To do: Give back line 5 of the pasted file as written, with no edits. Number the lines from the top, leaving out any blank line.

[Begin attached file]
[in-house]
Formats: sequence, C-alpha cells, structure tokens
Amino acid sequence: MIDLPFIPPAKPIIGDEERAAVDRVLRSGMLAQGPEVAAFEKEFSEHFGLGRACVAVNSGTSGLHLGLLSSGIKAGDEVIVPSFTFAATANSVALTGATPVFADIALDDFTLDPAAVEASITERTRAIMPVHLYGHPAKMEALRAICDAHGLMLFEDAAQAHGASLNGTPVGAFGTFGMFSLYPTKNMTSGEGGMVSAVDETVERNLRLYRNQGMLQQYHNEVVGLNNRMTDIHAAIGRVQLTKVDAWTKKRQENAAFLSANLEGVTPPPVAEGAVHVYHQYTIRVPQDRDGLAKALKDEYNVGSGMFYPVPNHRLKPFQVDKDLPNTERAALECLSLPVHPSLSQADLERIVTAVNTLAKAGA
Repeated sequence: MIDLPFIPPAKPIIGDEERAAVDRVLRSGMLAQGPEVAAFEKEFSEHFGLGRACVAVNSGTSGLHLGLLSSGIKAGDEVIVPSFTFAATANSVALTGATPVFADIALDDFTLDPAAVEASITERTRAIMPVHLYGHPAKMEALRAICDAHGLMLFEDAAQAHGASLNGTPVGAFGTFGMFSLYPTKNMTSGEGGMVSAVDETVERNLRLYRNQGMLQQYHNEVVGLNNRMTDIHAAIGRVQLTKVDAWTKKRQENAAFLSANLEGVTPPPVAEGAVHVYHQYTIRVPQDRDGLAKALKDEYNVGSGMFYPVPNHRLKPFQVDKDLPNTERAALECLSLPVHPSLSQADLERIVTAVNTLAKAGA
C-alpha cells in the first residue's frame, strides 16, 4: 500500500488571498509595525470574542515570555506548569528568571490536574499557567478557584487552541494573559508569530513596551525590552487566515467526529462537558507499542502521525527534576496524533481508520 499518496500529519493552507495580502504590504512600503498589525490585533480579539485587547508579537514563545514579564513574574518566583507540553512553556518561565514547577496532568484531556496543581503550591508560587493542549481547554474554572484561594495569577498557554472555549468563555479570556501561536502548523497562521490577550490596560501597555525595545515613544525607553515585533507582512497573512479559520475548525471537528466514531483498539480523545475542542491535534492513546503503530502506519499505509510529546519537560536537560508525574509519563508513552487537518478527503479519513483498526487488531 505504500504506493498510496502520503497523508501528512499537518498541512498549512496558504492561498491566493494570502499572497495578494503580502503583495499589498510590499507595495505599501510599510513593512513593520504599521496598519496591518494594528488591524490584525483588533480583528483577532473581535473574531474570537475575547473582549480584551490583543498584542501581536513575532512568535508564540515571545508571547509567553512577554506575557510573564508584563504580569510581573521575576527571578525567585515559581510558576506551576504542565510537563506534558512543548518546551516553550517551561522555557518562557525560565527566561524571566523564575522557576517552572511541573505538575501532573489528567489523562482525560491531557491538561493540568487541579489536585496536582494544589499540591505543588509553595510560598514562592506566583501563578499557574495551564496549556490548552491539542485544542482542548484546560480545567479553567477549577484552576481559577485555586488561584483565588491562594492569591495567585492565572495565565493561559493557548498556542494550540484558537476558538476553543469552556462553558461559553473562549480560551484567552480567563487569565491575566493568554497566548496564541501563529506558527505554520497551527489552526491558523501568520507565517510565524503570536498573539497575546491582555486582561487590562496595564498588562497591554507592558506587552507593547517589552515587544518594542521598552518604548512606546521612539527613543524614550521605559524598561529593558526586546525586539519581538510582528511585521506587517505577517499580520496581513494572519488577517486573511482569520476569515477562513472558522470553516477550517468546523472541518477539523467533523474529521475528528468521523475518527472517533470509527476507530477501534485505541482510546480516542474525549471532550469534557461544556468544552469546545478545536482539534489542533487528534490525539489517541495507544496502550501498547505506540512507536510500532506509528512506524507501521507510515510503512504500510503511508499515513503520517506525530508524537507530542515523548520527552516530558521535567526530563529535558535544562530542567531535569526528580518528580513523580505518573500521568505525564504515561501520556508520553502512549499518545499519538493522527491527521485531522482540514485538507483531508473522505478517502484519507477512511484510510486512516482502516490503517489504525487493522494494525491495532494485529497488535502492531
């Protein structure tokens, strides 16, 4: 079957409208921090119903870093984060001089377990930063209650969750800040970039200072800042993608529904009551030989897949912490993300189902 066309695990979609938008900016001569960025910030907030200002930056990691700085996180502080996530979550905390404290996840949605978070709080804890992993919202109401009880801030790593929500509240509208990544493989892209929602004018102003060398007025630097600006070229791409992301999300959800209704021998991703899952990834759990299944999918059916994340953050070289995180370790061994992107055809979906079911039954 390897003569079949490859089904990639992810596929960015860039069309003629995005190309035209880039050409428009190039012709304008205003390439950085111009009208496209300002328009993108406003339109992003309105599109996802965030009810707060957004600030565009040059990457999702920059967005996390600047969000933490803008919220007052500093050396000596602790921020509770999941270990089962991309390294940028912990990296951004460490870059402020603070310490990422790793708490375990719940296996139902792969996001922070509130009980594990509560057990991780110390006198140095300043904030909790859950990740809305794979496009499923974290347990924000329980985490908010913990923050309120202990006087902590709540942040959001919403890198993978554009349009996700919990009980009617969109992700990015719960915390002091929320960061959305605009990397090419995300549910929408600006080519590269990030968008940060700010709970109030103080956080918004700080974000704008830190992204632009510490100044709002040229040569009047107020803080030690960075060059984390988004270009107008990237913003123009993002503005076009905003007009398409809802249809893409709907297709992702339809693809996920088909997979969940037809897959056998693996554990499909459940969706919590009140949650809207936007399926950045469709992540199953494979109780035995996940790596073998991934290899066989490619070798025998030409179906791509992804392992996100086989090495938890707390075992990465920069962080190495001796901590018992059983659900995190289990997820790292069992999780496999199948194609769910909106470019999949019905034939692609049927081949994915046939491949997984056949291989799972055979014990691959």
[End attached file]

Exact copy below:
C-alpha cells in the first residue's frame, strides 16, 4: 500500500488571498509595525470574542515570555506548569528568571490536574499557567478557584487552541494573559508569530513596551525590552487566515467526529462537558507499542502521525527534576496524533481508520 499518496500529519493552507495580502504590504512600503498589525490585533480579539485587547508579537514563545514579564513574574518566583507540553512553556518561565514547577496532568484531556496543581503550591508560587493542549481547554474554572484561594495569577498557554472555549468563555479570556501561536502548523497562521490577550490596560501597555525595545515613544525607553515585533507582512497573512479559520475548525471537528466514531483498539480523545475542542491535534492513546503503530502506519499505509510529546519537560536537560508525574509519563508513552487537518478527503479519513483498526487488531 505504500504506493498510496502520503497523508501528512499537518498541512498549512496558504492561498491566493494570502499572497495578494503580502503583495499589498510590499507595495505599501510599510513593512513593520504599521496598519496591518494594528488591524490584525483588533480583528483577532473581535473574531474570537475575547473582549480584551490583543498584542501581536513575532512568535508564540515571545508571547509567553512577554506575557510573564508584563504580569510581573521575576527571578525567585515559581510558576506551576504542565510537563506534558512543548518546551516553550517551561522555557518562557525560565527566561524571566523564575522557576517552572511541573505538575501532573489528567489523562482525560491531557491538561493540568487541579489536585496536582494544589499540591505543588509553595510560598514562592506566583501563578499557574495551564496549556490548552491539542485544542482542548484546560480545567479553567477549577484552576481559577485555586488561584483565588491562594492569591495567585492565572495565565493561559493557548498556542494550540484558537476558538476553543469552556462553558461559553473562549480560551484567552480567563487569565491575566493568554497566548496564541501563529506558527505554520497551527489552526491558523501568520507565517510565524503570536498573539497575546491582555486582561487590562496595564498588562497591554507592558506587552507593547517589552515587544518594542521598552518604548512606546521612539527613543524614550521605559524598561529593558526586546525586539519581538510582528511585521506587517505577517499580520496581513494572519488577517486573511482569520476569515477562513472558522470553516477550517468546523472541518477539523467533523474529521475528528468521523475518527472517533470509527476507530477501534485505541482510546480516542474525549471532550469534557461544556468544552469546545478545536482539534489542533487528534490525539489517541495507544496502550501498547505506540512507536510500532506509528512506524507501521507510515510503512504500510503511508499515513503520517506525530508524537507530542515523548520527552516530558521535567526530563529535558535544562530542567531535569526528580518528580513523580505518573500521568505525564504515561501520556508520553502512549499518545499519538493522527491527521485531522482540514485538507483531508473522505478517502484519507477512511484510510486512516482502516490503517489504525487493522494494525491495532494485529497488535502492531